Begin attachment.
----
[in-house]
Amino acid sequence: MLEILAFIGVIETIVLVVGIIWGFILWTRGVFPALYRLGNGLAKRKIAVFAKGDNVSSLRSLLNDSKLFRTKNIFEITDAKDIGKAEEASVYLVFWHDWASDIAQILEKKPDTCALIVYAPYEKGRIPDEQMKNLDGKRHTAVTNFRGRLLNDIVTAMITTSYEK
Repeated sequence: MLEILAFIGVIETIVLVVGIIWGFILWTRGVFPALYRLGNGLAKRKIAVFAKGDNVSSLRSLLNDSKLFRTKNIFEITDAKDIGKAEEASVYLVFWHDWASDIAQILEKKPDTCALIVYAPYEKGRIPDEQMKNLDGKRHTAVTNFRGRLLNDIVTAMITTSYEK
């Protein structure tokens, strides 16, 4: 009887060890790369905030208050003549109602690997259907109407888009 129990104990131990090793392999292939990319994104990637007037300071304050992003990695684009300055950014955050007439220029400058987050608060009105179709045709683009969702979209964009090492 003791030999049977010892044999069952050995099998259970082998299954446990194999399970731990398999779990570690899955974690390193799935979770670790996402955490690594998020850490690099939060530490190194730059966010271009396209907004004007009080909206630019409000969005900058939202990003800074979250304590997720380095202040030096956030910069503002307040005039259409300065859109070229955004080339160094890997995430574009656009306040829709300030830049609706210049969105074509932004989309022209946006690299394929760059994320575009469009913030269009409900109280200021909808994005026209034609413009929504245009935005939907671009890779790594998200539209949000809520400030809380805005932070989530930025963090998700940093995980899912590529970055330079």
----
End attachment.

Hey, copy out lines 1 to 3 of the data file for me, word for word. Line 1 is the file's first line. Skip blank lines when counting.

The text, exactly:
[in-house]
Amino acid sequence: MLEILAFIGVIETIVLVVGIIWGFILWTRGVFPALYRLGNGLAKRKIAVFAKGDNVSSLRSLLNDSKLFRTKNIFEITDAKDIGKAEEASVYLVFWHDWASDIAQILEKKPDTCALIVYAPYEKGRIPDEQMKNLDGKRHTAVTNFRGRLLNDIVTAMITTSYEK
Repeated sequence: MLEILAFIGVIETIVLVVGIIWGFILWTRGVFPALYRLGNGLAKRKIAVFAKGDNVSSLRSLLNDSKLFRTKNIFEITDAKDIGKAEEASVYLVFWHDWASDIAQILEKKPDTCALIVYAPYEKGRIPDEQMKNLDGKRHTAVTNFRGRLLNDIVTAMITTSYEK